For the first time in 13 years, the Neelum Valley in Pakistan-administered Kashmir has come under fire.
As tensions along the Line of Control between India and Pakistan escalate, residents of the picturesque tourist hub believed the noises they heard early on Saturday were the usual potshots between Pakistani and Indian posts.
Artillery shelling by both sides in the disputed Himalayan region has increased since September, when gunmen killed 19 Indian soldiers at an army camp in Kashmir. India said those gunmen were Pakistani.
Tensions were already high before that attack, with deadly violence over the death on July 8 of a popular Kashmir rebel leader, 22-year-old Burhan Wani.
Neelum Valley runs along a 200-kilometre stretch and is home to an entire generation born inside bunkers during the fighting of the conflict in the 1990s. In the years since the 2003 ceasefire, Neelum Valley residents became increasingly intolerant of rebel-led activities.
Up until now, firing had been limited to sparsely populated areas in the mountainous region.
At least three people were wounded in the Neelum Valley violence on Saturday. Also on the Pakistani side, at least two were injured in Bhimber sector.
Adnan Khursheed, police deputy commissioner of Kotli district, told Al Jazeera at least six people had been killed and seven wounded in Nakyal sector since Wednesday.
Abdul Waheed, police deputy commissioner of Neelum, told Al Jazeera that tourists were asked to leave the area and sent back to Muzaffarabad, the regional capital. Schools and government offices have been closed.
Al Jazeera spoke to some residents about the recent attacks.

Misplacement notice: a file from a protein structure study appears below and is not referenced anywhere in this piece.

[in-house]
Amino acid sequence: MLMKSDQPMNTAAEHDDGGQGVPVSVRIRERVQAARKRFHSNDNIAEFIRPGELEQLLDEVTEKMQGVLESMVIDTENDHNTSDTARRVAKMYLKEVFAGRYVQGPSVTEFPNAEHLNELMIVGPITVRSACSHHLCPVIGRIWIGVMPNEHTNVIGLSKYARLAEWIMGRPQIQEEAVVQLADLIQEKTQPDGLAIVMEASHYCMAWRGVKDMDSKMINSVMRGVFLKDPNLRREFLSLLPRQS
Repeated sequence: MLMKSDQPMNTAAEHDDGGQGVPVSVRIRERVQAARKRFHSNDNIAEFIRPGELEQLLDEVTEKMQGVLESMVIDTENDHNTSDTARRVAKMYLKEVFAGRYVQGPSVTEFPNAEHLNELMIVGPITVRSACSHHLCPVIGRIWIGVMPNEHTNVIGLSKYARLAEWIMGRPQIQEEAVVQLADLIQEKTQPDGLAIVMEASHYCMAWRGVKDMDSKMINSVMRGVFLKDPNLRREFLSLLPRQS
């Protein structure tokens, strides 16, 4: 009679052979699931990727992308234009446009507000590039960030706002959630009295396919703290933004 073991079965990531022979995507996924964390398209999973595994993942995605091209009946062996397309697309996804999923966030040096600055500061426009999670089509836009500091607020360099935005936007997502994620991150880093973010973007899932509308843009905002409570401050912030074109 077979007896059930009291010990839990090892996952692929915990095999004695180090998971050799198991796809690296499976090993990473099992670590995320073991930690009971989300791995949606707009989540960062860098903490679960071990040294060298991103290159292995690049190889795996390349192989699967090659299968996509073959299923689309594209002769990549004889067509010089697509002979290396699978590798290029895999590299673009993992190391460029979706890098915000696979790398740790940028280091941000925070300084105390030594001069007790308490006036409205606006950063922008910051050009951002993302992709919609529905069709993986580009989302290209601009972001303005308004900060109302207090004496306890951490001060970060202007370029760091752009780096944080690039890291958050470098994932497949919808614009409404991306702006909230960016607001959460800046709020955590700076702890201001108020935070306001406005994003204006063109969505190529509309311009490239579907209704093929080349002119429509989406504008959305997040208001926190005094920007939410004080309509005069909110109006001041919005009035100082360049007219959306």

|Khawaja Bilal, 20, Neelum Valley|
We were sleeping and woke up to sounds like blasts at 4am. We did not realise it could be cross-border shelling and slept again.
When we woke up in the morning, we came to know that Indian and Pakistani soldiers were engaged in an artillery duel in Keran sector near Athmuqam.
This was the first time since the 2003 ceasefire that Indian soldiers targeted the civil population in Neelum Valley.
There is immense fear among the local population.
Many were forced to live in bunkers built during times of heightened tension from the 1990s onwards. But others don’t have bunkers, and they don’t have enough money to build them.
|Awais Ahmed, 40, hotel owner, Neelum Valley|
There were about 30 tourists in the guesthouse last night. On Saturday morning, we had wanted to organise a discussion about hydropower generation in the area in collaboration with a daily newspaper.
We were arranging chairs for the guest speakers and almost 200 local people were due to attend this event. Suddenly, Indian forces resorted to shelling – nearly a dozen mortar and artillery shells.
Most of them landed around the building but one shell hit and devastated the guesthouse. As a result, three people, including two tourists from Lahore and a local person, were wounded.
The shelling also caused damage to other guesthouses here.
|Rukhsana Kouser, 28, Kotli|
I was attending a wedding ceremony of a local villager when a mortar shell landed.
As a result of this, I was wounded and lost consciousness. When I woke up, I was in the hospital.